With every major technological shift since the 1980s, distributors have been forced to refigure their roles and evolve their business models with lightning speed.
First it was the dawn of software and subscriptions; then came the disruption of cloud computing in the last decade; and now in 2022, it is everything -- as-a-service.
Admittedly, this trend, along with the continuous growth of cloud, "sounds obvious", but the signs are very clear, according to Tech Data vice president and country manager of Australia and New Zealand Andy Berry.
As a result, Berry said, this means "flexibility, the desire to be not locked in to either a long term technical or commercial arrangement and the pursuit of quick return-on-investment on projects is causing everyone to need to adapt."
Heightened by the unprecedented explosion of remote working, the demand for flexibility has fallen on both businesses and employees alike, putting more need on technology to accommodate.
Now, according to Gartner, 69 per cent of boards of directors say the effects of the pandemic crisis, the economic crisis and the social crisis are accelerating digital business initiatives, with McKinsey Global Survey claiming that digital transformation projects have been accelerated by up to four years.
Speaking to ARN of these trends, Westcon-Comstor managing director Phil Cameron said businesses now cannot be "bound by traditional ideas of space and time when working together."
"Instead, we can shift our assumptions about work and embrace choice and flexibility," he said. "As we all adapt to new hybrid work models, business leaders and employees alike can rethink their operating model for a successful and sustainable shift to hybrid work that works for everyone."
According to Ingram Micro A/NZ chief country executive Tim Ament, this shift has seen the distributor completely redesign its cloud organisation with a focus on partner experience.
"This includes teams in software-as-a-service (SaaS), infrastructure-as-a service (IaaS) and in customer success teams to help our customers adopt, retain and expand on the subscriptions that have been purchased," he said.
According to Ingram Micro, 2022 will be further fuelled by rapid data centre transformation, giving partners opportunities in the multi-cloud and hybrid cloud space, especially in the field of IaaS.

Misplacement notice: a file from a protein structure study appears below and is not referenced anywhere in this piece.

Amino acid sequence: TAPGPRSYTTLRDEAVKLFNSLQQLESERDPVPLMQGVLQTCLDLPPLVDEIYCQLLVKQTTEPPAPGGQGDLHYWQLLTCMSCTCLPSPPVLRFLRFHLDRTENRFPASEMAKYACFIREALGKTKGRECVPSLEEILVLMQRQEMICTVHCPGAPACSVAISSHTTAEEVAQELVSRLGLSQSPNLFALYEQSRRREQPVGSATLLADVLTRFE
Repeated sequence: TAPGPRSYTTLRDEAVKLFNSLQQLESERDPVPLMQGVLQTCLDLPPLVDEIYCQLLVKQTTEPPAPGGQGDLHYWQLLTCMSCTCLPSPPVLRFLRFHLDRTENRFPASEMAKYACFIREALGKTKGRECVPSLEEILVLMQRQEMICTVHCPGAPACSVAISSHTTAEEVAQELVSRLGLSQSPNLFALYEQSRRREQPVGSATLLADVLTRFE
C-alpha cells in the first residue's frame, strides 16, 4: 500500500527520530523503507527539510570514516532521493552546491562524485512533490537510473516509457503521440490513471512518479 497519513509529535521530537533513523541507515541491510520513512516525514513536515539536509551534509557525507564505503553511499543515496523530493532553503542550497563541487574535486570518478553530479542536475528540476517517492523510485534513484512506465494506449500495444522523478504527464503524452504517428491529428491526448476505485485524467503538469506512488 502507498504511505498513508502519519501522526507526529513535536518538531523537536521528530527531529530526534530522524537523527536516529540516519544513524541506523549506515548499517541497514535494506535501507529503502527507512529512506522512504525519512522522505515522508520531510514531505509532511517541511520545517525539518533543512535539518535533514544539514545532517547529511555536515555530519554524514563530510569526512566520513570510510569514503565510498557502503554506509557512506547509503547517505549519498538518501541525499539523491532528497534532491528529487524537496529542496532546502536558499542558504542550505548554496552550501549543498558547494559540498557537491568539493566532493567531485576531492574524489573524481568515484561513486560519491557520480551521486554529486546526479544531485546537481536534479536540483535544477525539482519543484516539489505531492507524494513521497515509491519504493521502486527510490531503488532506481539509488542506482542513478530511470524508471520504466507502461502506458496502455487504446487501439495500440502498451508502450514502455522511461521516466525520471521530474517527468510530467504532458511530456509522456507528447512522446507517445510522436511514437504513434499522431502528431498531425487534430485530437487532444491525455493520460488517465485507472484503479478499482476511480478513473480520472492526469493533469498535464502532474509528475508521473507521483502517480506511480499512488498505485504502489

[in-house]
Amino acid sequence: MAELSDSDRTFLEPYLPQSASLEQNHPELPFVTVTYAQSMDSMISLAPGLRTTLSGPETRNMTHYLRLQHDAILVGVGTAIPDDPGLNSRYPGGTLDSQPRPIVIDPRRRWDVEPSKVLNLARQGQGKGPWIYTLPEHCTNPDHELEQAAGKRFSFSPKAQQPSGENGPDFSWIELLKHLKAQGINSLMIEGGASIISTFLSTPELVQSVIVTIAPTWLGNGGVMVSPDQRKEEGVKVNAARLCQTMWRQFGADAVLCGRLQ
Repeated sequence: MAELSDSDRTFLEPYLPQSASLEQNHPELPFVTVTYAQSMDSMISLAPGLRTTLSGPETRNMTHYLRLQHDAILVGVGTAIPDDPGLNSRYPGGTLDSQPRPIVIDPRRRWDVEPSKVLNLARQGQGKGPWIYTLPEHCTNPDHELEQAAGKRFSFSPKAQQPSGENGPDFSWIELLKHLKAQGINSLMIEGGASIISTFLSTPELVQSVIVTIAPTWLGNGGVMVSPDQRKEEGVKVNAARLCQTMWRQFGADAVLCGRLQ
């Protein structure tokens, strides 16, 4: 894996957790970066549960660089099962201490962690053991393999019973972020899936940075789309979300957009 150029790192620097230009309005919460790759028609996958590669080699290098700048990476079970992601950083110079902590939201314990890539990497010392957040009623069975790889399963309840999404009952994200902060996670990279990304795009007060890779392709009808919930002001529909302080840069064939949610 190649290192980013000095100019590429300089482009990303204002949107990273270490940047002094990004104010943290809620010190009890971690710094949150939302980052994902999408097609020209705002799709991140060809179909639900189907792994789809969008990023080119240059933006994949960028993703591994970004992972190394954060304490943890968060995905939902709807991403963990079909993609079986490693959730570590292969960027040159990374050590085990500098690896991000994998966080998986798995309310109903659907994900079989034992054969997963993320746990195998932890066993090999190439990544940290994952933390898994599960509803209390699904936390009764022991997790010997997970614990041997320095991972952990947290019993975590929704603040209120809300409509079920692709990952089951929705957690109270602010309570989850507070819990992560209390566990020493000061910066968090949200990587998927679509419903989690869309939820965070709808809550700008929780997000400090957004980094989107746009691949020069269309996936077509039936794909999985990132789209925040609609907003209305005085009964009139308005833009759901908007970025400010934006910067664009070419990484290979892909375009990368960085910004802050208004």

Nevertheless, as Cameron points out, today's fleet of as-a-service solutions are "dynamic in nature," meaning partners will need to be on top form in terms of customer service.
"The software development cycle is agile with updates added regularly, extending the useful life of the solution well beyond the initial sale," he explained. "However, this lifecycle now needs to be managed pro-actively to deliver ongoing value.
"While the subscription model guarantees recurring revenue, it also empowers customers to switch or discard solutions quickly if they do not see measurable value. This has prompted the channel to pivot towards delivering the customer’s desired business outcomes by using a solution, not just once, but consistently every day of a solution’s life."
Since long before the COVID-19 pandemic, enterprises with a long history and backlog of technology solutions have increasingly sought to find efficiencies and break down silos in their organisations.
With huge swathes of the global workforce still working remotely or adopting hybrid practices, this need has hit tenfold. This, according to Ingram Micro Australia's director of advanced solutions Brett Armstrong, starts in the hardware itself.
"We will see larger proportions of workloads moving to cloud giving rise to multi-cloud and hybrid cloud opportunities especially in the IaaS space," he explained. "This also means more opportunities in the professional and managed services space. For instance, deploy, manage and optimise the hybrid infrastructure on an ongoing basis. As a distributor, we want to add value by bringing in multi-vendor platforms to develop solutions for the partner community.”
The need for multi-vendor and cross-selling solutions was also echoed by Berry.
"Increasingly there is a need to combine multi-vendor solutions between large established vendor solutions and newer born in the cloud or independent software vendors," he said. "These have to be easy to consume and implement and not require enormous investments in people or certification in the early stages.
"Distributors who can be ahead of the solution curve and speed the partners adoption of incremental solutions will be the most valued."
Meanwhile, for Ingram Micro's Armstrong, enterprise automation will be the next incarnation of operational efficiency that neither partners nor enterprises can ignore. This area has led the distributor to invest heavily in its global partnership with UiPath.
"This partnership will give our channel ecosystem opportunities within enterprise automation," Armstrong explained. "Investments are being made by enterprise organisations because of the immediate and measurable return on investments coupled with improvement to staff and customer experiences.
"It will also assist our partners to generate new service models and create value added services within their customer ecosystems.”
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